New Cover Reveal + #BlackFriday #99cent sale!

I’m absolutely thrilled to reveal the gorgeous new cover for my 18th century historical romance, Rogue’s Hostage! Isn’t it beautiful?

Rogues Hostage cover

I have a new, improved blurb as well.

Fate delivered them into each other’s arms. Will love set them free?

The Pennsylvania frontier, 1758. Mara Dupré never got used to living in fear. As danger lurks in every shadow, supporting her husband’s farming efforts while France and Britain battle in the New World has worn her down. But her life shatters when an invading war party kills her spouse, and she is taken captive by a dashing French officer.

Lieutenant Jacques Corbeau thought he’d lost his honor years ago. But something about the spirited woman whose scalp he saved from his Indian partners tugs deeply on his desire to redeem his past. And now as they undertake a dangerous trek to return to the fort, he swears a silent oath to protect her with his life.

In desperation, Mara attempts to bargain her virtue in exchange for her freedom. Though Jacques would gladly bed the fetching widow, he’s torn between passion and reclaiming his lost honor.

Will their tragic union fall to a murderous musket, or can they find everlasting love?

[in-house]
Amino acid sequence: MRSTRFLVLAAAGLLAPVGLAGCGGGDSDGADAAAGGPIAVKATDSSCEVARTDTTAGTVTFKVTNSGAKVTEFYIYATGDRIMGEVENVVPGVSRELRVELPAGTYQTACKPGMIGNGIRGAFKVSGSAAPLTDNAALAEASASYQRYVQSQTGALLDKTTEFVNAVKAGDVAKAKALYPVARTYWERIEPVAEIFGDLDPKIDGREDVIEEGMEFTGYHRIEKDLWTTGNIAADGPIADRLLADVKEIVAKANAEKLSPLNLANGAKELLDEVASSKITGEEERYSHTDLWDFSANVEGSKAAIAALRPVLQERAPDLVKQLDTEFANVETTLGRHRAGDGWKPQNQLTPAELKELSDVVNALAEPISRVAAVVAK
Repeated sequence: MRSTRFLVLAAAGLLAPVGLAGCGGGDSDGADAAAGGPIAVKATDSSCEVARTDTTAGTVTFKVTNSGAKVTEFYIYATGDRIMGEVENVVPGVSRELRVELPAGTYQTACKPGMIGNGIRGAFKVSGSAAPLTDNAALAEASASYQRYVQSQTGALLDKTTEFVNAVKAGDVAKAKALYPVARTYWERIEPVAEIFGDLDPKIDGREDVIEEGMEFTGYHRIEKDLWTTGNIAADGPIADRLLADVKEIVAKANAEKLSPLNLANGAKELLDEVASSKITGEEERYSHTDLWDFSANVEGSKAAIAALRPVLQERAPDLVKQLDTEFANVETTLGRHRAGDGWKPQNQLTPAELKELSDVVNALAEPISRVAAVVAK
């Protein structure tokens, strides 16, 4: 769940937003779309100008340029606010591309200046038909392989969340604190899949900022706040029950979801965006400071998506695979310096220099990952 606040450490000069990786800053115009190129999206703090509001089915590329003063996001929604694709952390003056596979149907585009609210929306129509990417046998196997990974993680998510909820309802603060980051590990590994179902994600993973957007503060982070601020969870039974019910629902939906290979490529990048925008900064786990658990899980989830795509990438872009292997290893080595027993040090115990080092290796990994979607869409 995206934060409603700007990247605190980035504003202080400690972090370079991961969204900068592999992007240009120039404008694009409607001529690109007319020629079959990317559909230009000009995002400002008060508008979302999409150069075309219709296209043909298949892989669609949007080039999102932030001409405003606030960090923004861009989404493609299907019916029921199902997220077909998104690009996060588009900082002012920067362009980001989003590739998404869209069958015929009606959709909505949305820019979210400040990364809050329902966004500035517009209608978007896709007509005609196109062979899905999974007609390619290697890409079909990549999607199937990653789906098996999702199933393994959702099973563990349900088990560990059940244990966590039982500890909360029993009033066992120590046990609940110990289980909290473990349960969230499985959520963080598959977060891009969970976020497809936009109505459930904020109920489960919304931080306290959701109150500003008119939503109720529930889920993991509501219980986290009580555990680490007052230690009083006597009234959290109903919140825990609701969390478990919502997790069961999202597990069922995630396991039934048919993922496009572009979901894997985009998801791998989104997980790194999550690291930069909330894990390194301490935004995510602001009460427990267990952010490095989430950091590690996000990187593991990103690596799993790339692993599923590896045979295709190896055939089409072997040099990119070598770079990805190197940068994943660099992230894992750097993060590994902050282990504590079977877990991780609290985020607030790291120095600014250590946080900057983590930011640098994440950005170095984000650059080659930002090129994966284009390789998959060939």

Rogue’s Hostage is a riveting standalone historical romance. If you like strong characters, enemies-to-lovers stories, and richly detailed histories, then you’ll adore this sensual adventure.

Buy Rogue’s Hostage to untie the bonds of desire today!

Best of all, it’s only 99 cents through Dec. 2nd!
Amazon AU
Amazon CA
Amazon UK


Happy Thanksgiving: A Bit of Food History

Thanksgiving has always been one of my favorite holidays, if only for the wonderful food. And as a history freak, I love that so much of the traditional Thanksgiving dishes are native to the Americas.

roasted turkey on table

The food supply expanded when Europeans “discovered” the New World. Prior to Columbus’s first voyage in 1492, there were no turkeys, potatoes, yams and sweet potatoes, tomatoes, pumpkins, cranberries or maize, i.e. Indian corn. There was a cereal grain called corn, but it’s more like wheat, not like the ears of corn we’re used to.

And there was no chocolate. Chocolate is native to the Americas, so the Spaniards were the first Europeans to encounter it. It became popular at court after the Spanish added sugar or honey to sweeten the natural bitterness. From there, chocolate spread through Europe in the 1600’s and grew into the international obsession is has become today.

Can you imagine a world without chocolate? I really wouldn’t like that at all!

Nor would I like a world without sweet potatoes, pumpkins or cranberries, some of my favorite ingredients for fall goodies.

Alas, with only four of us for Thanksgiving dinner, we won’t be roasting a turkey. Instead my niece will grill chicken thighs. We will have all the usual side dishes though: mashed potatoes, sweet potato casserole, green bean casserole, cranberry sauce and pumpkin pie.

So from my house to your house…

Happy Thanksgiving!


PS: Stay tuned for my upcoming new cover reveal and Black Friday sale on, you guessed it, Friday!